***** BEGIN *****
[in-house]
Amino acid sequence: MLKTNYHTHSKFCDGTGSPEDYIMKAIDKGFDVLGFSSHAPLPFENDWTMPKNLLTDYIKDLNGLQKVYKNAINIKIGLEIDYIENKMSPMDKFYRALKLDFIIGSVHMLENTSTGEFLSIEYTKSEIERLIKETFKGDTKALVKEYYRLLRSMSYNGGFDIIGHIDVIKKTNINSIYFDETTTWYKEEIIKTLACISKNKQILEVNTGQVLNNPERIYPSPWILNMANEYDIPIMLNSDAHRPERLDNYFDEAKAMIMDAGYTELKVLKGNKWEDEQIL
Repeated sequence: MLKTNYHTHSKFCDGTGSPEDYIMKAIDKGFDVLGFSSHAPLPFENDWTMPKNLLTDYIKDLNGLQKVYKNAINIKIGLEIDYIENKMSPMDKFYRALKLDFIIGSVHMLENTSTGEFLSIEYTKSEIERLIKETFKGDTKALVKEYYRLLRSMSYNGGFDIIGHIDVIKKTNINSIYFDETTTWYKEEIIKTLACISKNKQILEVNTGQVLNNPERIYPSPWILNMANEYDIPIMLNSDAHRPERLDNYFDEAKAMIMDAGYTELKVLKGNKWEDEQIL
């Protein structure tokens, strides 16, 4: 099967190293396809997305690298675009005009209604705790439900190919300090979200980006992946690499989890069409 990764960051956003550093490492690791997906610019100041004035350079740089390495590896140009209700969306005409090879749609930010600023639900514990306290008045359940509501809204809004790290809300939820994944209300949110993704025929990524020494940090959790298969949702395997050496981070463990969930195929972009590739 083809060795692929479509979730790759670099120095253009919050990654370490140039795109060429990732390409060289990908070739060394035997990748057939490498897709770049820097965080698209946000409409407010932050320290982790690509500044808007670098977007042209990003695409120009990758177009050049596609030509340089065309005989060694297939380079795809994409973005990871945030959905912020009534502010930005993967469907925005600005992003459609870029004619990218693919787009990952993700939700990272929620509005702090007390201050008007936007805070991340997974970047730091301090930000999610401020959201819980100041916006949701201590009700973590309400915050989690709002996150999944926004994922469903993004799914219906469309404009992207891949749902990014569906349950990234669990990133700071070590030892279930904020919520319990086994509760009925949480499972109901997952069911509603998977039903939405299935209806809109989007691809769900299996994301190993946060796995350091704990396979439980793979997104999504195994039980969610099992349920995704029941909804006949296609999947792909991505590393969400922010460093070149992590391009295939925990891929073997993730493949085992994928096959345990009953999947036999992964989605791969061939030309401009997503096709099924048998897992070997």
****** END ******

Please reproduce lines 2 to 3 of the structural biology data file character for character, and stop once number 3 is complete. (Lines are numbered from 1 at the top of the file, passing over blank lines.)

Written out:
Amino acid sequence: MLKTNYHTHSKFCDGTGSPEDYIMKAIDKGFDVLGFSSHAPLPFENDWTMPKNLLTDYIKDLNGLQKVYKNAINIKIGLEIDYIENKMSPMDKFYRALKLDFIIGSVHMLENTSTGEFLSIEYTKSEIERLIKETFKGDTKALVKEYYRLLRSMSYNGGFDIIGHIDVIKKTNINSIYFDETTTWYKEEIIKTLACISKNKQILEVNTGQVLNNPERIYPSPWILNMANEYDIPIMLNSDAHRPERLDNYFDEAKAMIMDAGYTELKVLKGNKWEDEQIL
Repeated sequence: MLKTNYHTHSKFCDGTGSPEDYIMKAIDKGFDVLGFSSHAPLPFENDWTMPKNLLTDYIKDLNGLQKVYKNAINIKIGLEIDYIENKMSPMDKFYRALKLDFIIGSVHMLENTSTGEFLSIEYTKSEIERLIKETFKGDTKALVKEYYRLLRSMSYNGGFDIIGHIDVIKKTNINSIYFDETTTWYKEEIIKTLACISKNKQILEVNTGQVLNNPERIYPSPWILNMANEYDIPIMLNSDAHRPERLDNYFDEAKAMIMDAGYTELKVLKGNKWEDEQIL